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Dr. Bob
Dr. Bob, Neurologist (MD)
Category: Neurology
Satisfied Customers: 5265
Experience:  Neurology & Int Medicine (US Trained): 20 yrs experience
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My 16yo got t my s temple. he is not sure if it was on it.

Customer Question

my 16yo got hit my his temple. he is not sure if it was on it. he has a bump on the side of it. he has nausea, jaw pain and dry left eye. Should he be seen at er
his sister passed by hit and just started to hit him when he was on a ladder. She was playing (I know it was stupid). He said he felt dizzy at first not just nauseated and has the jaw pain
Submitted: 1 year ago.
Category: Neurology
Expert:  Dr. Bob replied 1 year ago.

Blows to the side of the head, at or near the temple, can cause local pain and swelling that radiates into the jaw (because some of the muscles of the temple area attach to the jaw). This is a common injury and is less worrisome in the absence of a loss of consciousness. That said, there is an important blood vessel that runs under the skull in the region of the temple that can rupture during a severe blow to the side of the head (the skull is not as thick here as it is in the front and back). So it is important for you to observe your son over the next 3-4 hours. Dizziness and nausea, if persistent, can be a sign of something more serious. If there is a bleed under the skull you would expect to see some deterioration in his condition over the next 3-4 hours...decreased level of awareness, headache with worsening nausea, possibly vomiting, possibly changes in his vision or balance or speech. If he were to show any such signs you would want to have him evaluated immediately.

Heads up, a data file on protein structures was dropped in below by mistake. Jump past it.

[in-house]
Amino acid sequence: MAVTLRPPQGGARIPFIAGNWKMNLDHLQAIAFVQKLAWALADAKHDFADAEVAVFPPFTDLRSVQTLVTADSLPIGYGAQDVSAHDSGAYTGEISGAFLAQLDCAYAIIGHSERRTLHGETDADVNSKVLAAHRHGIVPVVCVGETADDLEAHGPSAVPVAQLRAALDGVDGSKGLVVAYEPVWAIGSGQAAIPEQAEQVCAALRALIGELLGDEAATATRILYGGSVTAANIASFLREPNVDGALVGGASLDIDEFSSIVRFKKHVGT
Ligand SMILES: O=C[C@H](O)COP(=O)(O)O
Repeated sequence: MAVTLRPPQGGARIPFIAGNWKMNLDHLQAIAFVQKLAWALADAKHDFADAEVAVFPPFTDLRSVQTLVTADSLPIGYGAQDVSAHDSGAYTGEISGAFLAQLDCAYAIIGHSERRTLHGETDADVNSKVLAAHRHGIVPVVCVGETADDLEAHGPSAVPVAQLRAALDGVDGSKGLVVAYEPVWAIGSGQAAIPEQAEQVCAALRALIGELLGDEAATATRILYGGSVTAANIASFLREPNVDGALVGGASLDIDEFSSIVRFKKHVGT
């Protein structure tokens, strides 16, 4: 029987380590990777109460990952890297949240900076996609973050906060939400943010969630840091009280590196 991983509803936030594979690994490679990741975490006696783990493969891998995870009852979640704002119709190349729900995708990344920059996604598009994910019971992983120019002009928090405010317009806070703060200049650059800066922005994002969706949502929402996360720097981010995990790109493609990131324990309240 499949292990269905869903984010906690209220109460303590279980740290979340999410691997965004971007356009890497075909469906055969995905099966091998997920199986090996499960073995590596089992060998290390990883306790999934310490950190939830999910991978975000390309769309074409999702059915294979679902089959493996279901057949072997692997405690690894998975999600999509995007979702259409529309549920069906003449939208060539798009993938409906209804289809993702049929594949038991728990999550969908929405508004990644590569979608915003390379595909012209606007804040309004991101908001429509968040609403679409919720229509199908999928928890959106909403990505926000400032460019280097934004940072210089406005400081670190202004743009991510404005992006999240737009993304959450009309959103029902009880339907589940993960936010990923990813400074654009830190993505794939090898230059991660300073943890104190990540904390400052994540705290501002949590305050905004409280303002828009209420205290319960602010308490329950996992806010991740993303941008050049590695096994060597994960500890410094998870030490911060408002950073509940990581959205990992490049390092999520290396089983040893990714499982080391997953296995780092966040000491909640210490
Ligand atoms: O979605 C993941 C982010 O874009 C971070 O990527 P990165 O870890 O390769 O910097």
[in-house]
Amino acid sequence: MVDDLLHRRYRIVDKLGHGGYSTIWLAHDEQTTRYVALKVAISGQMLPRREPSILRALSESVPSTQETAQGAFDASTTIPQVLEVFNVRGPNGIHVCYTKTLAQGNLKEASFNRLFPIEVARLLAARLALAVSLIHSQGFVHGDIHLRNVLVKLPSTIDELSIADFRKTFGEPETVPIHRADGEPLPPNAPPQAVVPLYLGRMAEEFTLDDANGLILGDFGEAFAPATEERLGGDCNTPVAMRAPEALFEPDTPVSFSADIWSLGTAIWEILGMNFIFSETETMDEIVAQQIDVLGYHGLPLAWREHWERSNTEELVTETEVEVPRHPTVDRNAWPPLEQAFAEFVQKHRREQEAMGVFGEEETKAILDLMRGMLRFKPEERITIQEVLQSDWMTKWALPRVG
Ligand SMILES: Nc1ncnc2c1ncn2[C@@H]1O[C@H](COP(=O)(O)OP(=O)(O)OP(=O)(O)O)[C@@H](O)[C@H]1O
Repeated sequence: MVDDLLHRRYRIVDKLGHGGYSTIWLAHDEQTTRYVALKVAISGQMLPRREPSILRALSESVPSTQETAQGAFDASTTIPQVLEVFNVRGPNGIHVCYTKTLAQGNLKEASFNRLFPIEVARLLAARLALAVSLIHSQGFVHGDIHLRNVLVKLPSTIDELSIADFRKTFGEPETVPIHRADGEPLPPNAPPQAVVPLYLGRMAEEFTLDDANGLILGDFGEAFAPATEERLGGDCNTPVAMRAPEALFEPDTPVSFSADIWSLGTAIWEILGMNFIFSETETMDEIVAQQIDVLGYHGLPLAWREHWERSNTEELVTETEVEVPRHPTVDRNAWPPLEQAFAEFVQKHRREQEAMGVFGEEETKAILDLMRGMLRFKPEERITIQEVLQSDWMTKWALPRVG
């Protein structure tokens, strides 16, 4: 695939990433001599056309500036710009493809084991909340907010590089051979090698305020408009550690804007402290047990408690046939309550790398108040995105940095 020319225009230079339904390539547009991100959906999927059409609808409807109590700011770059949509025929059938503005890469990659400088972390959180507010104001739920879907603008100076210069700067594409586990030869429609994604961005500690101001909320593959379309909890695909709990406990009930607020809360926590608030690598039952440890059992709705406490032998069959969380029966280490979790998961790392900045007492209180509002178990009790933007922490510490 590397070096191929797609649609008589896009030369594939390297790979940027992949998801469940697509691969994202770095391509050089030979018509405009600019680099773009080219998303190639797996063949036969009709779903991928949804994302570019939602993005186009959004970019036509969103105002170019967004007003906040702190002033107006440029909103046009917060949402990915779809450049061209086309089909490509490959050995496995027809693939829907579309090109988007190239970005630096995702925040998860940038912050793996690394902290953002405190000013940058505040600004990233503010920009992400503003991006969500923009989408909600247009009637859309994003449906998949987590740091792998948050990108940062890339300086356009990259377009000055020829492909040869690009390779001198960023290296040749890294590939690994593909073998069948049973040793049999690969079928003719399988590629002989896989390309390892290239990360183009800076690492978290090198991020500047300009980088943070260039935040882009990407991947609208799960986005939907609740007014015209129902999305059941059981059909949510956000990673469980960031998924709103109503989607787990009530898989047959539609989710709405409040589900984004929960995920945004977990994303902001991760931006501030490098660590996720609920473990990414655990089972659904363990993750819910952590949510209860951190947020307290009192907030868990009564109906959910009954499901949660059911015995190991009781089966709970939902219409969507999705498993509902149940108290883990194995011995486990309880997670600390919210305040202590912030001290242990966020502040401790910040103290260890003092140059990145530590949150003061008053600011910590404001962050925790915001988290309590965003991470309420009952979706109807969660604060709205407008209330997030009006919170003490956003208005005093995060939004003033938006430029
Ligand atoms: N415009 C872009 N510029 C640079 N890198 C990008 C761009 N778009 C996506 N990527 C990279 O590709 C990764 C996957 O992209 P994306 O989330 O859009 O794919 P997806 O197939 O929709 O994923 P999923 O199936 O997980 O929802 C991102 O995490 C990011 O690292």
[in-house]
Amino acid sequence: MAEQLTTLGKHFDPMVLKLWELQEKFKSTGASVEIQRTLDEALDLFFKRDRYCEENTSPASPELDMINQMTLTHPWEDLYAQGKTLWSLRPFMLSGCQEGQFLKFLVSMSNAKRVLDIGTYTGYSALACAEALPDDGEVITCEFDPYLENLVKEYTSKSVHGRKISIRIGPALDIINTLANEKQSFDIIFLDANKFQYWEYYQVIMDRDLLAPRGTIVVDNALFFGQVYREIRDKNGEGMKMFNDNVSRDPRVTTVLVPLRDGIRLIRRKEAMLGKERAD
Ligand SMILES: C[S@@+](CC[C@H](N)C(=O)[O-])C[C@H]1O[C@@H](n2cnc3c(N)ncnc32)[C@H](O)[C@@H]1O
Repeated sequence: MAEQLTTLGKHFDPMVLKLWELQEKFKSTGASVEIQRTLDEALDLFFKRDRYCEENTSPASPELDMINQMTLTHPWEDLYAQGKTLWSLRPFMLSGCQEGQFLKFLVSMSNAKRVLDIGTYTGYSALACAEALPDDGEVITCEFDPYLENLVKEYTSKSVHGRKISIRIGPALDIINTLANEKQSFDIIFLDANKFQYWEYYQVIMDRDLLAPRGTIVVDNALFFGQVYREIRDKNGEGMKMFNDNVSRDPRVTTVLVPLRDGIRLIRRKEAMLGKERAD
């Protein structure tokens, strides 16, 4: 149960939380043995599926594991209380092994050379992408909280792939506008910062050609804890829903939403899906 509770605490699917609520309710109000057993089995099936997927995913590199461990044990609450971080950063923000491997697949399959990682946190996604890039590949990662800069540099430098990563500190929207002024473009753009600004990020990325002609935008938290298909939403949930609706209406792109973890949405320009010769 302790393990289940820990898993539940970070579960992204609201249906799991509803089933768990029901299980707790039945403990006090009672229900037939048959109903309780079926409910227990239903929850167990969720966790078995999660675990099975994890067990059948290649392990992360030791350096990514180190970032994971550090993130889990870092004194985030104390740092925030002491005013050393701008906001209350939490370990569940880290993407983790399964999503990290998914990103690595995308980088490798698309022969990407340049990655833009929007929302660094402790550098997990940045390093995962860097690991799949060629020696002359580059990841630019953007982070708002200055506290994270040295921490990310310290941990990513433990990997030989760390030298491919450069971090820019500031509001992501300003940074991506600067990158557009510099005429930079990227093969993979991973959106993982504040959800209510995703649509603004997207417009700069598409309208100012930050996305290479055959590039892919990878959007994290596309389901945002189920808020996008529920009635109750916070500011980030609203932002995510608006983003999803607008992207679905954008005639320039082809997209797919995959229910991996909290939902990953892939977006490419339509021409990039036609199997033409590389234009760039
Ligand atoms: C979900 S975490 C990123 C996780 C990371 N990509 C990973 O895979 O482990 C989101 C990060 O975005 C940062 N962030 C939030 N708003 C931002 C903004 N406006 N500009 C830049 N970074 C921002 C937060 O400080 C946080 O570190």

Expert:  Dr. Bob replied 1 year ago.

In addition, some slow bleeds can occur that take several days to accumulate under the skull (e.g. subdural hematoma). These typically do not cause a rapid decline in neurological function and are usually not life-threatening but can lead to bad headaches and less severe versions of some of the neurological symptoms described above. Either type of bleeding under the skull (i.e. epidural hematoma or subdural hematoma) can be readily diagnosed by CT.

Expert:  Dr. Bob replied 1 year ago.

Does this make sense? Do you have any follow up questions about any of this?

Expert:  Dr. Bob replied 1 year ago.

Hi there. How is your son doing? Do you have any more questions for me? Let me know if you do and I would be happy to help further.

Expert:  Dr. Bob replied 1 year ago.

Glad to help you in your time of need. Hope all is well. God bless.